Editors' Pick: Originally published Dec. 30.
It was an eventful 2015 for the retail sector, and another year full of twists and turns may well be on tap for 2016.
The year started with a bang in January as Target (TGT) announced that it would shutter all 133 of its money-losing stores in Canada. Target's shares went onto rally 12% from January to a 52-week high on June 23, although they have since fallen about 13%.
Meantime, Target's arch nemesis Walmart (WMT) took the wraps off a new plan to invest over $1 billion in its people this year through higher hourly wages and re-training. While the move will help burnish Walmart's reputation and attract better workers, the investments in people, as well as additional plans to spend billions on upgrading the company's e-commerce operations and freshen up its stores, have pressured profits and the stock price. Walmart's shares have lost roughly 30% in 2015, while profits for the nine months ended Oct. 31 have dropped 11.4%.
As Target was waving goodbye to Canadians and Walmart was saying hello to depressed profits, office supplies retailer Staples (SPLS) spent 2015 begging regulators to approve its bid for smaller competitor Office Depot (ODP) . Staples will begin 2016 still trying to gain the blessing of regulators on a transaction designed to create a company that is more competitive with Amazon (AMZN) .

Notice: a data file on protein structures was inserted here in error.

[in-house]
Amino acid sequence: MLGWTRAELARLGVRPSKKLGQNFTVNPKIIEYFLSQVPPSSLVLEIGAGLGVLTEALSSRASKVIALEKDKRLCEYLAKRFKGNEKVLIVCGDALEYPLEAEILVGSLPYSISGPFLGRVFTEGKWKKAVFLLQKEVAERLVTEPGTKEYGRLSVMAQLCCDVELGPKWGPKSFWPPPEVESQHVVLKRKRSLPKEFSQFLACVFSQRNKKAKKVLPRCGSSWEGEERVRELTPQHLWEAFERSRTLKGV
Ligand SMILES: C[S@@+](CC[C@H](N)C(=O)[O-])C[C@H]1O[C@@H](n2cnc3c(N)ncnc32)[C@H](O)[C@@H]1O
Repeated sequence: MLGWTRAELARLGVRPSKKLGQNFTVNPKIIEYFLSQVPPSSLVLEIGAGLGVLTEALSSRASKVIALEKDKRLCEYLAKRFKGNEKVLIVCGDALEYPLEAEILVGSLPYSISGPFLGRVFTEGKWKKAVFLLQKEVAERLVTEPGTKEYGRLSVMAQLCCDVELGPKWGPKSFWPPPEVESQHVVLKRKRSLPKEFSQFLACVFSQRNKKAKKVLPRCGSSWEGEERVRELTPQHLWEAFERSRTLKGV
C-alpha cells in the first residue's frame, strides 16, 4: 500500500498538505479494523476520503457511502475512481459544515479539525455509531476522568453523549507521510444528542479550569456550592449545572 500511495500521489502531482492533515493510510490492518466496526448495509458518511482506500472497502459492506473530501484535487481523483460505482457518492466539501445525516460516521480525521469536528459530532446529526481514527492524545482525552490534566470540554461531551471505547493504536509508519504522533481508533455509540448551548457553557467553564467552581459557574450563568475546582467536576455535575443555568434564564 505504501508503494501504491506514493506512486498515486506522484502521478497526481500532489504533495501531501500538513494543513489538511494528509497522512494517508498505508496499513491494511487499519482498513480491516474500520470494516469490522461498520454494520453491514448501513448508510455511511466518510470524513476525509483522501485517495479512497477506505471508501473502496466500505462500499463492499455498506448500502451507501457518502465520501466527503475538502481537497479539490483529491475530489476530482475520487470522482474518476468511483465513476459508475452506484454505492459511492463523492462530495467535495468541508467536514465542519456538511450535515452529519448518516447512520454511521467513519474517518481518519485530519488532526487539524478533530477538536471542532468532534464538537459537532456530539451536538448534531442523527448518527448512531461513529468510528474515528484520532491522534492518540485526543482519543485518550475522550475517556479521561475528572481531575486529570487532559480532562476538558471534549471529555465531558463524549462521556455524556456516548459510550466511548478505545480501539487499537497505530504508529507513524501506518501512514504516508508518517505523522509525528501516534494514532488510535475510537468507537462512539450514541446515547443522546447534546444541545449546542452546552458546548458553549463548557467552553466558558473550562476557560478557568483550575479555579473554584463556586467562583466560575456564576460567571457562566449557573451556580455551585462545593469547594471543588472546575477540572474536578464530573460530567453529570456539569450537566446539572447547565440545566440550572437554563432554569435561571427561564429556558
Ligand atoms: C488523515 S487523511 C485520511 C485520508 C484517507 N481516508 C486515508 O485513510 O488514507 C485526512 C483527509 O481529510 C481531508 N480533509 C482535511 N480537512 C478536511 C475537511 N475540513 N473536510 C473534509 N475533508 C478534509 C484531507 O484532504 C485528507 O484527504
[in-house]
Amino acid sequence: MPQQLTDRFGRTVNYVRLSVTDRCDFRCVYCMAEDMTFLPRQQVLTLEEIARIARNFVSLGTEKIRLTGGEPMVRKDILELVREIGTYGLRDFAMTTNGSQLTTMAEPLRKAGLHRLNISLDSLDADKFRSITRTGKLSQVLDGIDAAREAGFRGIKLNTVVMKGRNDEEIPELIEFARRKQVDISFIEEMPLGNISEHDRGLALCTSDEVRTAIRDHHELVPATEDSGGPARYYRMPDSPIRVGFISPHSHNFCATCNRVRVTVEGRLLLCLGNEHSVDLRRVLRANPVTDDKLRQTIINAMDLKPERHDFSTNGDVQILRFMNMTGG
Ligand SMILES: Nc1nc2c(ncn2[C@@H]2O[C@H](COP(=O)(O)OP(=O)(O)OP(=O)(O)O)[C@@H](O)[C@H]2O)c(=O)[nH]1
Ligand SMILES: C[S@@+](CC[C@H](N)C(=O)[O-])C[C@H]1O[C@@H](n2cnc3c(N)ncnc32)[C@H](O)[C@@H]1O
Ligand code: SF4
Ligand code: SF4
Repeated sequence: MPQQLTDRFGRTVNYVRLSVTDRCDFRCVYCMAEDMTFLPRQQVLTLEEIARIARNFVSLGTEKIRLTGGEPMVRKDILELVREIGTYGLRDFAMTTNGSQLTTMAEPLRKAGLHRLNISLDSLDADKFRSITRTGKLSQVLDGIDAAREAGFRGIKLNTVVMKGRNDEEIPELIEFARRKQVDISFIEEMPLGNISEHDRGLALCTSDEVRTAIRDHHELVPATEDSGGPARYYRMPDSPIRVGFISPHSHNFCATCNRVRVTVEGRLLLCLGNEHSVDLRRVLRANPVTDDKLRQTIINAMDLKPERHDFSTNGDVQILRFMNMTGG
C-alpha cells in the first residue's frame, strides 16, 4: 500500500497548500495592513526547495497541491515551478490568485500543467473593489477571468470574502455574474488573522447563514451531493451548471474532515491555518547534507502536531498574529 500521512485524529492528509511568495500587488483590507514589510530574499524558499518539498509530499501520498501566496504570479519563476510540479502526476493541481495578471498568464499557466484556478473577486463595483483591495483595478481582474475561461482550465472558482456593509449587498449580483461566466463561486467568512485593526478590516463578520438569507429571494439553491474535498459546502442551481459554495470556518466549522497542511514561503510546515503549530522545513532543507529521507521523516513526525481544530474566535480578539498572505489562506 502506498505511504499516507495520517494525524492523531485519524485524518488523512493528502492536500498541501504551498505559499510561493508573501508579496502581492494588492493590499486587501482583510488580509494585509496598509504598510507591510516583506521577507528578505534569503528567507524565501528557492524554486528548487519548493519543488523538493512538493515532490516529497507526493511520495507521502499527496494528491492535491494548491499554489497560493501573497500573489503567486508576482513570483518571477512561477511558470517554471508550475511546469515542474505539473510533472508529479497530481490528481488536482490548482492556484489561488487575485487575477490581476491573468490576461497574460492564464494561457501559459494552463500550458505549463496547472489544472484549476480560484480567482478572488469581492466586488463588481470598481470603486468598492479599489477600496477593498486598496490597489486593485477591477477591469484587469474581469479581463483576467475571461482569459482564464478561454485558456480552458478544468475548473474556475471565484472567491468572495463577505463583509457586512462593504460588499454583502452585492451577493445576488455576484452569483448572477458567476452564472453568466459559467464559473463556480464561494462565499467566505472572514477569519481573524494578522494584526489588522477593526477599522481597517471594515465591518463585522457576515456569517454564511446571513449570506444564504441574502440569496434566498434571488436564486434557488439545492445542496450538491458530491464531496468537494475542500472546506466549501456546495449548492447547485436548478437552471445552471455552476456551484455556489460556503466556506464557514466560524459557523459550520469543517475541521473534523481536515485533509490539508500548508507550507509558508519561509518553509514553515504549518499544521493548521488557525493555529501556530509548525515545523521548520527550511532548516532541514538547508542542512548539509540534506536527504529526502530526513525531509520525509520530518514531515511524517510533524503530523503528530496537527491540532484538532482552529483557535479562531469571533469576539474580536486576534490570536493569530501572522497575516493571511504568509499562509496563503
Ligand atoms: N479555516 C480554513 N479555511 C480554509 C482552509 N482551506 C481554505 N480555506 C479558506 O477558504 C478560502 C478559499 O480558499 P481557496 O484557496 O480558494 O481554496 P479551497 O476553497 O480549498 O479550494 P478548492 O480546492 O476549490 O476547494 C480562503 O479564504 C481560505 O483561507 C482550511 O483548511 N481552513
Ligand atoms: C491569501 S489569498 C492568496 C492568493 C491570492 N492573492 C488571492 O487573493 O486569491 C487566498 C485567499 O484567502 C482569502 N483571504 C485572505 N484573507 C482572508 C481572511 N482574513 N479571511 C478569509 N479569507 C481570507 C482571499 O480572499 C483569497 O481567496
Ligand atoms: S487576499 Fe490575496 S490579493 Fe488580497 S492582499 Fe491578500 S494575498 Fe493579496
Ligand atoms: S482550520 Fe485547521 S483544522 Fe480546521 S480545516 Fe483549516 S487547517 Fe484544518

With 2015 about to be a distant memory, TheStreet makes three predictions for the retail sector in 2016.
1. Dunkin' Brands brews up a key acquisition.
Tea is the most widely consumed beverage in the world next to water, and can be found in almost 80% of all U.S. households. According to the Tea Association of the USA, approximately four in five U.S. consumers drink tea, with millennials being the most likely candidates.
Over the last ten years, says the Tea Association of the USA, the ready-to-drink tea market in the U.S. has grown more than 15 fold to $5.2 billion.
Given the solid existing market for tea in the U.S., which is likely to grow nicely in the future as more people gain awareness of its health properties, it may be time for coffee giant Dunkin' Brands to dip its toes in the water so to speak. Doing so via an acquisition would also alleviate pressure on Dunkin' Brands core coffee business, which is feeling increasing price competition from McDonald's (MCD) for drip and specialty coffees, and pods for Keurig machines from various suppliers.
A logical acquisition for Dunkin' Brands would be David's Tea (DTEA) , which went public on June 5, 2015. Since its IPO, shares have plunged about 52% due to a broader sell-off in new restaurant issues, opening the door for Dunkin' Brands to make an opportunistic bid. David's Tea would give Dunkin' Brands access to the growing, premium loose leaf tea market, which the coffee titan could exploit in several ways.